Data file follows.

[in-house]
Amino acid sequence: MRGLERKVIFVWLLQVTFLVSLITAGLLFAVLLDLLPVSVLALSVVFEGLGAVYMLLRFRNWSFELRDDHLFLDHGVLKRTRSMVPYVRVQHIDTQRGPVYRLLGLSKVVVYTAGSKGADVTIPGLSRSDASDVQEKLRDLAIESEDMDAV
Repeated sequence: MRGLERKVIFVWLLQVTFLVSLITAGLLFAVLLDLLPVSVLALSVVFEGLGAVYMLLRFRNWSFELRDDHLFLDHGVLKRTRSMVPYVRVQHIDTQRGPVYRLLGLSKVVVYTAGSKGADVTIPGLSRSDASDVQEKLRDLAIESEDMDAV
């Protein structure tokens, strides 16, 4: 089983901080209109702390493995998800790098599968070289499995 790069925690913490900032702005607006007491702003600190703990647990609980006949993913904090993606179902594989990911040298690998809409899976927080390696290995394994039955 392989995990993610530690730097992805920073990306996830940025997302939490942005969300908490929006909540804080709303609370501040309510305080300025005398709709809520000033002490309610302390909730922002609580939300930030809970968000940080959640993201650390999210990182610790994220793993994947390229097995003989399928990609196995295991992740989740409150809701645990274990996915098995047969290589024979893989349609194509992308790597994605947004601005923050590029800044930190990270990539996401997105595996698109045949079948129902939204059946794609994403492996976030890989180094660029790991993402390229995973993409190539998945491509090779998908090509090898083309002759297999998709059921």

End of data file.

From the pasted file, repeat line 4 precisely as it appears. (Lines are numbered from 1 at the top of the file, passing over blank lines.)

């Protein structure tokens, strides 16, 4: 089983901080209109702390493995998800790098599968070289499995 790069925690913490900032702005607006007491702003600190703990647990609980006949993913904090993606179902594989990911040298690998809409899976927080390696290995394994039955 392989995990993610530690730097992805920073990306996830940025997302939490942005969300908490929006909540804080709303609370501040309510305080300025005398709709809520000033002490309610302390909730922002609580939300930030809970968000940080959640993201650390999210990182610790994220793993994947390229097995003989399928990609196995295991992740989740409150809701645990274990996915098995047969290589024979893989349609194509992308790597994605947004601005923050590029800044930190990270990539996401997105595996698109045949079948129902939204059946794609994403492996976030890989180094660029790991993402390229995973993409190539998945491509090779998908090509090898083309002759297999998709059921």